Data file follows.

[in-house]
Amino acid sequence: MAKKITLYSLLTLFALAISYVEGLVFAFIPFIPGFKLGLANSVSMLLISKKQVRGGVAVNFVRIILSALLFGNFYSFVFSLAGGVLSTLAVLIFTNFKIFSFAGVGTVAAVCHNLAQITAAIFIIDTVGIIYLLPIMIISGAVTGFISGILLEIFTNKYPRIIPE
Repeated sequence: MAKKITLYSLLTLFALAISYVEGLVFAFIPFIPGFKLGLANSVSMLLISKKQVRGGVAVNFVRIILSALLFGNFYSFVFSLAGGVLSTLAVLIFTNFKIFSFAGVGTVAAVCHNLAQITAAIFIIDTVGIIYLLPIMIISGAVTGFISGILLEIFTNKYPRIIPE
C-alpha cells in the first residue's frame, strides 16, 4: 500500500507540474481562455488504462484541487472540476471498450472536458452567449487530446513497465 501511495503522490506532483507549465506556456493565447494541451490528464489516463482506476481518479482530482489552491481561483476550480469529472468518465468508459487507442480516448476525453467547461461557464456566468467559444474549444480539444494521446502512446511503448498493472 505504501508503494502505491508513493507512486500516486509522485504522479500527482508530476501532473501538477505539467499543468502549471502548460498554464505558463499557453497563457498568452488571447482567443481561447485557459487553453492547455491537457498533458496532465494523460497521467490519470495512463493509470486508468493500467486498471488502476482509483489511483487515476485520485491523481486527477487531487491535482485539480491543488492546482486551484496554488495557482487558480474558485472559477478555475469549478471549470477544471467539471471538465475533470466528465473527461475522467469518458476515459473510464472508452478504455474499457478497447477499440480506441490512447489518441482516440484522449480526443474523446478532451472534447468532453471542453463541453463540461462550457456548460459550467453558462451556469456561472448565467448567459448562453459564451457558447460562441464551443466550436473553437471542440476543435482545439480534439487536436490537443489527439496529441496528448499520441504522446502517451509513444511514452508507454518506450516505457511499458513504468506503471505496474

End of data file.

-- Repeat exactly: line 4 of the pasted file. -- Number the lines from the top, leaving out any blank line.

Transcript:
C-alpha cells in the first residue's frame, strides 16, 4: 500500500507540474481562455488504462484541487472540476471498450472536458452567449487530446513497465 501511495503522490506532483507549465506556456493565447494541451490528464489516463482506476481518479482530482489552491481561483476550480469529472468518465468508459487507442480516448476525453467547461461557464456566468467559444474549444480539444494521446502512446511503448498493472 505504501508503494502505491508513493507512486500516486509522485504522479500527482508530476501532473501538477505539467499543468502549471502548460498554464505558463499557453497563457498568452488571447482567443481561447485557459487553453492547455491537457498533458496532465494523460497521467490519470495512463493509470486508468493500467486498471488502476482509483489511483487515476485520485491523481486527477487531487491535482485539480491543488492546482486551484496554488495557482487558480474558485472559477478555475469549478471549470477544471467539471471538465475533470466528465473527461475522467469518458476515459473510464472508452478504455474499457478497447477499440480506441490512447489518441482516440484522449480526443474523446478532451472534447468532453471542453463541453463540461462550457456548460459550467453558462451556469456561472448565467448567459448562453459564451457558447460562441464551443466550436473553437471542440476543435482545439480534439487536436490537443489527439496529441496528448499520441504522446502517451509513444511514452508507454518506450516505457511499458513504468506503471505496474